This is the week to look up to the sky as the impending 'super snow moon' will be the biggest and brightest moon of the month.
It's called a super moon because the moon has an elliptical orbit, and one point in the orbit – the perigee – brings it 50,000km closer to the Earth that the apogee, when it is further away. The super moon, also known as a perigee full moon, appears significantly bigger and brighter than usual as it orbits closer to Earth. When that happens, the sky is illuminated much more dramatically than usual.
If you're wondering why it's called a snow moon, that goes back to earlier times when Native American tribes tracked the changing seasons by the lunar months rather than the solar calendar. While January's full moon is called a wolf moon and was named after howling wolves searching for food on cold winter nights, the snow moon is the first full moon in the month of February. It was thus named because it's the time of year when snow is usually deepest, and because it was also the most difficult time of year for gathering food, it was also known as the hunger moon.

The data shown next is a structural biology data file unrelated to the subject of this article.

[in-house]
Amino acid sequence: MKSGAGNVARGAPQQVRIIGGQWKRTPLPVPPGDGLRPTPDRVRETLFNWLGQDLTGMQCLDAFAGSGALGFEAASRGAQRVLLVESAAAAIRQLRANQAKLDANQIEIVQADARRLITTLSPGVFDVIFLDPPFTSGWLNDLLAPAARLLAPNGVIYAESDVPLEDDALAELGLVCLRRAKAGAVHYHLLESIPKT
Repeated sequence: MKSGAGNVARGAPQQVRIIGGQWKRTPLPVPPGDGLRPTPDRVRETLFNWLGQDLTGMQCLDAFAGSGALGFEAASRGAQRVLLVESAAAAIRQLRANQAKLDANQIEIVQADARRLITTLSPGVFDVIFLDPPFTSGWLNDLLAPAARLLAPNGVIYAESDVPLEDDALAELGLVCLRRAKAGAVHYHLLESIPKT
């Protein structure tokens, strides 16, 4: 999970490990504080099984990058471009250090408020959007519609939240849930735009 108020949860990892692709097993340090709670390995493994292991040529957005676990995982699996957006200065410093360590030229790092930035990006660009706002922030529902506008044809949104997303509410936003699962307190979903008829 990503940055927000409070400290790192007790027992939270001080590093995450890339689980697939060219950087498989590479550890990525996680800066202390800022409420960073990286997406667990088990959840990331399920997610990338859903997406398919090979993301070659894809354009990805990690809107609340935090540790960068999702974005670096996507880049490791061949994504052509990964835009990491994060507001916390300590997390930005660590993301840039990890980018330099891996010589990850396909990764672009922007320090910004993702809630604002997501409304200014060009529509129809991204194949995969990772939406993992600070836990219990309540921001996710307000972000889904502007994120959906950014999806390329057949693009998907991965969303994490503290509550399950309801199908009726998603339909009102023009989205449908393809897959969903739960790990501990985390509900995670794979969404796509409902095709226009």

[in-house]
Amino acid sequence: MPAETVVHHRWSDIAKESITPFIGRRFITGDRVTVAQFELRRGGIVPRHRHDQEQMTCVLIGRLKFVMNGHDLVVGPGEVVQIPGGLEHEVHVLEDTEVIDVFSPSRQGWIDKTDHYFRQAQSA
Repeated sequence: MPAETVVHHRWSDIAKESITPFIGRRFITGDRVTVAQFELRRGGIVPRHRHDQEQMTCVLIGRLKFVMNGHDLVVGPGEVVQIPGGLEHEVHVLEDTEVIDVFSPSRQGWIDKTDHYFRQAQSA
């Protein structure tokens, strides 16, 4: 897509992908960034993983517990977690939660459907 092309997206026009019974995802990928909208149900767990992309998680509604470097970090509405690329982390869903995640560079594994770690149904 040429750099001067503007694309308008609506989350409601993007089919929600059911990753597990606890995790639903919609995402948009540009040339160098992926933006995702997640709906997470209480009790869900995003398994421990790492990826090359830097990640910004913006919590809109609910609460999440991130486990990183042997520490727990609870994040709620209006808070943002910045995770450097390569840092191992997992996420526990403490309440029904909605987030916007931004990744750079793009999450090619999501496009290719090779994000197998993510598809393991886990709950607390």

The moon will enter its full phase at 2.33am Universal Time on Sunday 9 February/9.33pm EST on Saturday 8 February. It will be at perigee 36 hours later. When it is at full illumination, the super moon can be too bright to study in detail, so it can be best to look at it at moonrise or moonset. It will be a pale orange colour as it rises and sets, and if the skies are clear, the viewing conditions will be optimum. So if you're a fan of dramatic lunar events, get ready to welcome the super snow moon.